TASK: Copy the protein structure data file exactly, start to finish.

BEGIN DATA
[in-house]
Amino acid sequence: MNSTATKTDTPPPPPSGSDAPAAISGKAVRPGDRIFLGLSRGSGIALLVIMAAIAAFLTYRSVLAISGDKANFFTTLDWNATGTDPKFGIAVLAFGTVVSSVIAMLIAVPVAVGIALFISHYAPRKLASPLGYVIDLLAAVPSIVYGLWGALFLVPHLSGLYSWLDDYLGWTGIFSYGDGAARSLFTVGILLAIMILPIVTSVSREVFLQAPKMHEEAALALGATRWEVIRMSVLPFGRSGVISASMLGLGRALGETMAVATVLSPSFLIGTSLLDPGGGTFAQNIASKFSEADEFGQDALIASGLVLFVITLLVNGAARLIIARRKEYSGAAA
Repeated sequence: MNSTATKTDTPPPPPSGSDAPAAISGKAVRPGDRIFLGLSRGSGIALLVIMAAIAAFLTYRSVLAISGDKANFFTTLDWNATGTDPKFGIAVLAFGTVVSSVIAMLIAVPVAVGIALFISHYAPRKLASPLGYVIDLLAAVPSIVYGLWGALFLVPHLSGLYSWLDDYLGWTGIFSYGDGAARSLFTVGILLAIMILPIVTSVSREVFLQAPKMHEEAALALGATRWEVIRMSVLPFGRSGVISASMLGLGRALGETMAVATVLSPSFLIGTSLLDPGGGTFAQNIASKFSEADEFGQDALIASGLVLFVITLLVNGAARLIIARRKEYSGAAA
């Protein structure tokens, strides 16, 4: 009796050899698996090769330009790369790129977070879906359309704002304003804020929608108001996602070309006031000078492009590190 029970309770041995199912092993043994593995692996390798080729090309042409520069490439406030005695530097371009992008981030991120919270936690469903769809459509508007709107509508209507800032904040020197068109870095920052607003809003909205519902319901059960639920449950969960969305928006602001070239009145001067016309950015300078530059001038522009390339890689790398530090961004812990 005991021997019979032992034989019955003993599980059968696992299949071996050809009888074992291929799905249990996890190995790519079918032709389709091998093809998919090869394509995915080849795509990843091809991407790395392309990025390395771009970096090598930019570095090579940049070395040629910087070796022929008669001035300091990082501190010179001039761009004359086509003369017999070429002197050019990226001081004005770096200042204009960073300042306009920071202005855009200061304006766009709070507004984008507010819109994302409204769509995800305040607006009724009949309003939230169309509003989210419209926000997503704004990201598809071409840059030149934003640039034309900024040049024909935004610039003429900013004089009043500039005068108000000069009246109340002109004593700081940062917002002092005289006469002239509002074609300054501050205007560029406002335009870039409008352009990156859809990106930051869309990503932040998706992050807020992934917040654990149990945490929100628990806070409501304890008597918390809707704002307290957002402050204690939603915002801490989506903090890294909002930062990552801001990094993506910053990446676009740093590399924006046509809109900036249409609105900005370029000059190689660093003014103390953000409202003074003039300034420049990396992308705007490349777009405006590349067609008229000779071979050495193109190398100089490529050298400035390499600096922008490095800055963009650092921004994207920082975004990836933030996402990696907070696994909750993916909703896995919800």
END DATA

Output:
[in-house]
Amino acid sequence: MNSTATKTDTPPPPPSGSDAPAAISGKAVRPGDRIFLGLSRGSGIALLVIMAAIAAFLTYRSVLAISGDKANFFTTLDWNATGTDPKFGIAVLAFGTVVSSVIAMLIAVPVAVGIALFISHYAPRKLASPLGYVIDLLAAVPSIVYGLWGALFLVPHLSGLYSWLDDYLGWTGIFSYGDGAARSLFTVGILLAIMILPIVTSVSREVFLQAPKMHEEAALALGATRWEVIRMSVLPFGRSGVISASMLGLGRALGETMAVATVLSPSFLIGTSLLDPGGGTFAQNIASKFSEADEFGQDALIASGLVLFVITLLVNGAARLIIARRKEYSGAAA
Repeated sequence: MNSTATKTDTPPPPPSGSDAPAAISGKAVRPGDRIFLGLSRGSGIALLVIMAAIAAFLTYRSVLAISGDKANFFTTLDWNATGTDPKFGIAVLAFGTVVSSVIAMLIAVPVAVGIALFISHYAPRKLASPLGYVIDLLAAVPSIVYGLWGALFLVPHLSGLYSWLDDYLGWTGIFSYGDGAARSLFTVGILLAIMILPIVTSVSREVFLQAPKMHEEAALALGATRWEVIRMSVLPFGRSGVISASMLGLGRALGETMAVATVLSPSFLIGTSLLDPGGGTFAQNIASKFSEADEFGQDALIASGLVLFVITLLVNGAARLIIARRKEYSGAAA
């Protein structure tokens, strides 16, 4: 009796050899698996090769330009790369790129977070879906359309704002304003804020929608108001996602070309006031000078492009590190 029970309770041995199912092993043994593995692996390798080729090309042409520069490439406030005695530097371009992008981030991120919270936690469903769809459509508007709107509508209507800032904040020197068109870095920052607003809003909205519902319901059960639920449950969960969305928006602001070239009145001067016309950015300078530059001038522009390339890689790398530090961004812990 005991021997019979032992034989019955003993599980059968696992299949071996050809009888074992291929799905249990996890190995790519079918032709389709091998093809998919090869394509995915080849795509990843091809991407790395392309990025390395771009970096090598930019570095090579940049070395040629910087070796022929008669001035300091990082501190010179001039761009004359086509003369017999070429002197050019990226001081004005770096200042204009960073300042306009920071202005855009200061304006766009709070507004984008507010819109994302409204769509995800305040607006009724009949309003939230169309509003989210419209926000997503704004990201598809071409840059030149934003640039034309900024040049024909935004610039003429900013004089009043500039005068108000000069009246109340002109004593700081940062917002002092005289006469002239509002074609300054501050205007560029406002335009870039409008352009990156859809990106930051869309990503932040998706992050807020992934917040654990149990945490929100628990806070409501304890008597918390809707704002307290957002402050204690939603915002801490989506903090890294909002930062990552801001990094993506910053990446676009740093590399924006046509809109900036249409609105900005370029000059190689660093003014103390953000409202003074003039300034420049990396992308705007490349777009405006590349067609008229000779071979050495193109190398100089490529050298400035390499600096922008490095800055963009650092921004994207920082975004990836933030996402990696907070696994909750993916909703896995919800």